Subject: Happy Virtual Monday
Date: Tue, 18 Feb 1997 09:40:02 -0500 (EST)

Once again it's (virtually) Monday morning, and coffee, donuts, and 
bagels are to be found in the lounge at 10.  Today: Ethiopia (dark),
Kenya (medium) and Costa Rica (decaf). (Look ma, no verb!)  

Today's offering of humor honors the re-release of the mighty Star Wars 
trilogy by answering that question that has been troubling so many of us 
for the last twenty years, namely, what did all those storm troopers do 
about child care?



After months of speculation, it was confirmed yesterday that the Death
Star, the Empire's vaunted, planet-destroying space station, has added
a new, state-of-the-art day care centre to its already vast
array of capabilities. The massive four-room day care centre, which,
according to Grand Moff Tarkin, will "provide a safe and fun learning
environment for tots between the ages of one and four," has already
begun spring enrollment and is expected to be fully operational by
July 1.

"Nothing can stop the Sunshine Death Star Play and Learning Centre,"
the Imperial Emperor said via holograph. "With its four classrooms,
outdoor playground and experienced staff of licensed day care
professionals, no other facility can match its awesome instructive
power."  Though still several weeks away from full strength, the
Sunshine Death Star Centre is already up and running. Among the most
popular activities there are finger-painting, storytime and Duck Duck
Goose, which the Emperor often helps lead. "Feel your hatred flow
through you," he told 3-year-old Jenny Bates, as she energetically
chased fellow toddler and "goose" Michael Phillips around the outside
of the circle.  "Give in to your hatred!"

In addition to enjoying many fun games and learning activities,
children at the Sunshine Death Star Day Care Centre have already
witnessed the destruction of several planets out the centre's giant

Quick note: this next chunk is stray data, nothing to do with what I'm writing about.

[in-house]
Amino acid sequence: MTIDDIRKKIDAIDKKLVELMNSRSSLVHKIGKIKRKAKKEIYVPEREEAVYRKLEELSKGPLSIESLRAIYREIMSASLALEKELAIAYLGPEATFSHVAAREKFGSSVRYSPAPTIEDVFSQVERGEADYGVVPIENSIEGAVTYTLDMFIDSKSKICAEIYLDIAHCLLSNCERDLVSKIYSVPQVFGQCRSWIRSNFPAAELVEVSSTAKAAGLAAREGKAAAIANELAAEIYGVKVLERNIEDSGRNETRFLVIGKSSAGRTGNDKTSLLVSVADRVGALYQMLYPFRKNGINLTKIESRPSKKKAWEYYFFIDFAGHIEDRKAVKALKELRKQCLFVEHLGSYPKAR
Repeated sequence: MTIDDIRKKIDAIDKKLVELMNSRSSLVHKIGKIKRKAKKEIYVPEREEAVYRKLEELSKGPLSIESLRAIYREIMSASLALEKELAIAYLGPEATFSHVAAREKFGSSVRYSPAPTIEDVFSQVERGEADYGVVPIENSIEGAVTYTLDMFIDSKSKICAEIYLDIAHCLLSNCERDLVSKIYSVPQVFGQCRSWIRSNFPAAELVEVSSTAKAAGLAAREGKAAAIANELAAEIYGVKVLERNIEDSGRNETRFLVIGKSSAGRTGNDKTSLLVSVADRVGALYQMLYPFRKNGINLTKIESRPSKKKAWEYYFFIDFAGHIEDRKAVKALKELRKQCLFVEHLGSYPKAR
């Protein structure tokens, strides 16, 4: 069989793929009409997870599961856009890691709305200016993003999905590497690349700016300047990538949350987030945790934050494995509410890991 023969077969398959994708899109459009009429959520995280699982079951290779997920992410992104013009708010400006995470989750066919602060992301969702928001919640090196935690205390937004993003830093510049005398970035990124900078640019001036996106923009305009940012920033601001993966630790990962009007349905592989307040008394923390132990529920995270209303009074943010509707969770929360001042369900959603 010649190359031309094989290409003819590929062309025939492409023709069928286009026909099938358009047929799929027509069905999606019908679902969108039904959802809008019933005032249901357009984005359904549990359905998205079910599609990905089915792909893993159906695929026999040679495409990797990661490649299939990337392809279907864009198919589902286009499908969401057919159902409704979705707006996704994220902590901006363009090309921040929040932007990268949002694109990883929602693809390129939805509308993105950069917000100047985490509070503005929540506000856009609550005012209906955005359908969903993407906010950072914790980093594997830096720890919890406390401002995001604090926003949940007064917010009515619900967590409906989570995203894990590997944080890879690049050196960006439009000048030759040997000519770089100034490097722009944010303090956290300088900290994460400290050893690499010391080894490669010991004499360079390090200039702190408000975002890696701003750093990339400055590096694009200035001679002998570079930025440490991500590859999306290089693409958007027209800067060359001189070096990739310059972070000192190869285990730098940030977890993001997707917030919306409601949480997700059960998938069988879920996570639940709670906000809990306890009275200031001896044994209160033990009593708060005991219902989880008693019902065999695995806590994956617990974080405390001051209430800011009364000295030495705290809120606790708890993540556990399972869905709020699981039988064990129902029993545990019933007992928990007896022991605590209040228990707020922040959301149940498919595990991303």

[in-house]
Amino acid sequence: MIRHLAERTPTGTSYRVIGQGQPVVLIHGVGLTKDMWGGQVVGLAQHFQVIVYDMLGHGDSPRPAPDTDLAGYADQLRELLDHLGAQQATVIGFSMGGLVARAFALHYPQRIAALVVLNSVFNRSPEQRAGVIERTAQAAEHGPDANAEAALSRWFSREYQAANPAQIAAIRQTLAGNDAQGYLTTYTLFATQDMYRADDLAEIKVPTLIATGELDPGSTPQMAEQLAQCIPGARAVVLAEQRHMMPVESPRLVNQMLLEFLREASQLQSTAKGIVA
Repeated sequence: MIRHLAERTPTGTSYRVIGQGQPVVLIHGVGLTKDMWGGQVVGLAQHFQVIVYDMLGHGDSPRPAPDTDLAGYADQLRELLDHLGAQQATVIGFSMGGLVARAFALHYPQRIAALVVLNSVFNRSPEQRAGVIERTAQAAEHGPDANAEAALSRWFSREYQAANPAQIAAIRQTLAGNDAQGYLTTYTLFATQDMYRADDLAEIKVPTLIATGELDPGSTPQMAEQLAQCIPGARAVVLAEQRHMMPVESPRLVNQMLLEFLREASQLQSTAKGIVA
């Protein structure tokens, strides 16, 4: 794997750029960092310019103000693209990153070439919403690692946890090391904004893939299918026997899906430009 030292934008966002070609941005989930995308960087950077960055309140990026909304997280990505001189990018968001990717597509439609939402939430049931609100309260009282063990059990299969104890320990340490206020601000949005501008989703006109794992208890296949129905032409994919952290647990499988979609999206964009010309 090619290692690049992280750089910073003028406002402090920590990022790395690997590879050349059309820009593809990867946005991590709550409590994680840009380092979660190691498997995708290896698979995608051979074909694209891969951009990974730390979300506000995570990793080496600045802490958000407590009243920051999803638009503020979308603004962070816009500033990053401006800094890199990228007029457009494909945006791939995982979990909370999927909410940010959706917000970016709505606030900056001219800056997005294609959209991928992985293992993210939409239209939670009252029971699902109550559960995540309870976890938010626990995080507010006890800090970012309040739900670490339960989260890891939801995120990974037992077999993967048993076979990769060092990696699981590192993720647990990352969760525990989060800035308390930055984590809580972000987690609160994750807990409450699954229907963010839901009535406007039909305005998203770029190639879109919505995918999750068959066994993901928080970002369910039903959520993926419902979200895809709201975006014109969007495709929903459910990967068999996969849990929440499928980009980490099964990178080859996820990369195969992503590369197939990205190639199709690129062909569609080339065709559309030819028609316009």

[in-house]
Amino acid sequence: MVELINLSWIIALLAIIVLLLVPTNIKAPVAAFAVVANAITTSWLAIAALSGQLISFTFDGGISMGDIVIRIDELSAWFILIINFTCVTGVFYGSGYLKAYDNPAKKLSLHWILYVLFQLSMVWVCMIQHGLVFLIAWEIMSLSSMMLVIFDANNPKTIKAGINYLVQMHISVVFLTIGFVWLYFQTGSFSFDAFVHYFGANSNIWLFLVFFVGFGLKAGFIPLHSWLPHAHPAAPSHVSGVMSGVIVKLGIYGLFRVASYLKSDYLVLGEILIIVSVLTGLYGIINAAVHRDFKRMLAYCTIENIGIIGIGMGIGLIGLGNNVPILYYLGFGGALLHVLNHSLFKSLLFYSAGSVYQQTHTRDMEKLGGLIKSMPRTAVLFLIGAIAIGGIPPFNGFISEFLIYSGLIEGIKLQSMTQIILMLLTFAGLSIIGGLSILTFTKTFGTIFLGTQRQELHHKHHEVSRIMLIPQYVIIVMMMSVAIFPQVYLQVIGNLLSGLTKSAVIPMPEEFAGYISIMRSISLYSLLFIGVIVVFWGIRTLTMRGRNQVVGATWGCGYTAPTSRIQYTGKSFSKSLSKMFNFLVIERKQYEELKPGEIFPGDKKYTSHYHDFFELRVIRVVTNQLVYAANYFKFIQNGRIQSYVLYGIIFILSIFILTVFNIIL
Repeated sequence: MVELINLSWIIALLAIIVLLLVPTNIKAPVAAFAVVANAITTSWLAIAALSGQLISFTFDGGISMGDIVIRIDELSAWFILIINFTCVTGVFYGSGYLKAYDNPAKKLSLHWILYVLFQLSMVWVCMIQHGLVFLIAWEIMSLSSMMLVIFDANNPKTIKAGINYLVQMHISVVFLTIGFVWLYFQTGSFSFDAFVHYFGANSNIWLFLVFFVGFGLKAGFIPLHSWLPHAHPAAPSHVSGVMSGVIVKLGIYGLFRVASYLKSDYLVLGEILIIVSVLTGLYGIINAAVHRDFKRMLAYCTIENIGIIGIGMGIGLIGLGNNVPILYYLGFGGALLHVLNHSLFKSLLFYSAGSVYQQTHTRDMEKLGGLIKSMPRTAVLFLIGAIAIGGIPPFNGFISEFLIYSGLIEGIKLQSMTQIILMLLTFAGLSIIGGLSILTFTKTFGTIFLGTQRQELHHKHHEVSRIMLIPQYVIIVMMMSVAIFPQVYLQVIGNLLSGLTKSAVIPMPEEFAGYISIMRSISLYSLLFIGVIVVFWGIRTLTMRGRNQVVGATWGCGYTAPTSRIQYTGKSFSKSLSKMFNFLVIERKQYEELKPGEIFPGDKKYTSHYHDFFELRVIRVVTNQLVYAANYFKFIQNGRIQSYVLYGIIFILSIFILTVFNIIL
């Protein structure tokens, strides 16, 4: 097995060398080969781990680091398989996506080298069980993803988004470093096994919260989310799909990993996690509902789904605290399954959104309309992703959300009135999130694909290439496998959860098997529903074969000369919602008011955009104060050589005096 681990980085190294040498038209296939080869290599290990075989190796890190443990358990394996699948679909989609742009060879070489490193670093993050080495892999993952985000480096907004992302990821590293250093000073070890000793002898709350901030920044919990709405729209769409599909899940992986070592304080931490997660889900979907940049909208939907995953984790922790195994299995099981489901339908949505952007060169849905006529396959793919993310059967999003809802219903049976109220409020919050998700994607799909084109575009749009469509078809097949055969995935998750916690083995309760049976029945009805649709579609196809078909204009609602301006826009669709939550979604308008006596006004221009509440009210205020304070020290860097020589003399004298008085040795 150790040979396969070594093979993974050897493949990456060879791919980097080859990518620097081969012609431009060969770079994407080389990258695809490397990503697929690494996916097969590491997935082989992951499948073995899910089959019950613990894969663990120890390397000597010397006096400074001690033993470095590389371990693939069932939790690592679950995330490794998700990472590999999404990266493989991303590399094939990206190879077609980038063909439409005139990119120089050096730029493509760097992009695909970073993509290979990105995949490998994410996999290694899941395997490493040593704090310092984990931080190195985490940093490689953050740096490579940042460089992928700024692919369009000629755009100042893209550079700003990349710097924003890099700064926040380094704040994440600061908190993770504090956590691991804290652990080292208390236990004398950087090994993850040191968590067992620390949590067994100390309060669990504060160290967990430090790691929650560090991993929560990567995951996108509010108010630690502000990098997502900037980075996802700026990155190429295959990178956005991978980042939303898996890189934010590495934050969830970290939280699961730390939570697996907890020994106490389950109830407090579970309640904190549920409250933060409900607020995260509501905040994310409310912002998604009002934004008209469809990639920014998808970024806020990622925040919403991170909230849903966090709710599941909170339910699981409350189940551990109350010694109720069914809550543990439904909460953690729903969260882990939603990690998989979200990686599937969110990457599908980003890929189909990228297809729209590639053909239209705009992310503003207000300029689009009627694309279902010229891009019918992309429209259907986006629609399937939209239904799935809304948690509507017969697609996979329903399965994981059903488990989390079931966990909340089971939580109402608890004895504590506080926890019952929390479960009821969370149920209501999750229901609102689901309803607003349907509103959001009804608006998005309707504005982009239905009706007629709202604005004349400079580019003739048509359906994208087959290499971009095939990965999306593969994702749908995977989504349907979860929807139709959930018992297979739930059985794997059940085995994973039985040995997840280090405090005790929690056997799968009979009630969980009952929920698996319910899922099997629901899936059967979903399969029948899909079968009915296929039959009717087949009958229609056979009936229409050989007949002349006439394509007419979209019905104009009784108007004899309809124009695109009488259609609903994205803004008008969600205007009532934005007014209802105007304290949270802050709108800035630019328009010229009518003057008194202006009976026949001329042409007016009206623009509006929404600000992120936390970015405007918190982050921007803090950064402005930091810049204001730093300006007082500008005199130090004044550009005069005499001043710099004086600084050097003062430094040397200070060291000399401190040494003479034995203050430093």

bay window.  Last Friday, in the middle of a colouring activity, the
planet Alderan was blown up, delighting 23 of the 24 children who
witnessed the devastating power of the battle station. The sole
exception was Libby Phelps, 3, whose family was vacationing in Alderan
at the time of its destruction. She was frightened by the loud
explosion and began to cry upon realizing that her mother, father and
younger sister were now dead. The emperor's elite squadron of imperial
guards leapt to action, removing the girl from the room and giving her
some ice cream treats to calm her.

According to Death Star officials, the idea for the centre sprang up
after a number of parents complained about the lack of quality,
affordable child care options on the Death Star.  "As a stormtrooper
and father of three, I'm very excited about the new day care centre,"
Death Star citizen Ralph Sedgwick said. "It's a safe, nurturing
environment, one in which my child will learn."  Added Gail Lindon:
"For years I took my daughter to work because I couldn't afford a
nanny. Do you have any idea how hard it is to operate a tractor beam
with a two-year-old pulling at your leg?"

As excited as most are about the new day care centre, a few extremists
have expressed concern about its proximity to the Death Star's reactor

"There is an opening in the Death Star's main shaft that leads to the
core," parent and dissenting voice Annette Voss said. "If a small
rebel ship were to somehow break through the deflector shield and enter
the shaft, it's possible it could hit the reactor core with a single,
well-placed proton torpedo shot and destroy the entire space station."
Experts, however, scoff at Voss's theory, dismissing such a shot as
"a million to one."

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